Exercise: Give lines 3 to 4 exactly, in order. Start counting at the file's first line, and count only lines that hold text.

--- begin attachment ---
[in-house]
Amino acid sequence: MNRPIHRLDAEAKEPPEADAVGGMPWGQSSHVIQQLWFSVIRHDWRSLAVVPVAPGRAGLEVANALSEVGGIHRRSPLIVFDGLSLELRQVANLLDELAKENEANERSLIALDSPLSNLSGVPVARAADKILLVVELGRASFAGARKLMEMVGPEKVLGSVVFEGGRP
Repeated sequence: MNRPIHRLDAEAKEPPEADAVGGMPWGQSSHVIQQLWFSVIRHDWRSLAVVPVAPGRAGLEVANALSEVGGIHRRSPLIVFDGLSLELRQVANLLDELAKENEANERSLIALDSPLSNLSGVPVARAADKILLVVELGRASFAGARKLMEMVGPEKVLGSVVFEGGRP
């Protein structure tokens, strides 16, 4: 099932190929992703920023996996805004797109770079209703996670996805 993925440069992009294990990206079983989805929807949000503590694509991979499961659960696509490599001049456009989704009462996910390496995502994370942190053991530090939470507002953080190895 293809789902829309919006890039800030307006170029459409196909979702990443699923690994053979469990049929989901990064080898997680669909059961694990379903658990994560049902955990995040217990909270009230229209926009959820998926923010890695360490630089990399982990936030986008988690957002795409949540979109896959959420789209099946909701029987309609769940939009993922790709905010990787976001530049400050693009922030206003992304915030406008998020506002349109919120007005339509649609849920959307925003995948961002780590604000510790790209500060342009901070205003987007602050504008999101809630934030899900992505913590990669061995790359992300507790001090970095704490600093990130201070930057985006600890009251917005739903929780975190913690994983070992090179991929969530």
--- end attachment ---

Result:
Repeated sequence: MNRPIHRLDAEAKEPPEADAVGGMPWGQSSHVIQQLWFSVIRHDWRSLAVVPVAPGRAGLEVANALSEVGGIHRRSPLIVFDGLSLELRQVANLLDELAKENEANERSLIALDSPLSNLSGVPVARAADKILLVVELGRASFAGARKLMEMVGPEKVLGSVVFEGGRP
């Protein structure tokens, strides 16, 4: 099932190929992703920023996996805004797109770079209703996670996805 993925440069992009294990990206079983989805929807949000503590694509991979499961659960696509490599001049456009989704009462996910390496995502994370942190053991530090939470507002953080190895 293809789902829309919006890039800030307006170029459409196909979702990443699923690994053979469990049929989901990064080898997680669909059961694990379903658990994560049902955990995040217990909270009230229209926009959820998926923010890695360490630089990399982990936030986008988690957002795409949540979109896959959420789209099946909701029987309609769940939009993922790709905010990787976001530049400050693009922030206003992304915030406008998020506002349109919120007005339509649609849920959307925003995948961002780590604000510790790209500060342009901070205003987007602050504008999101809630934030899900992505913590990669061995790359992300507790001090970095704490600093990130201070930057985006600890009251917005739903929780975190913690994983070992090179991929969530």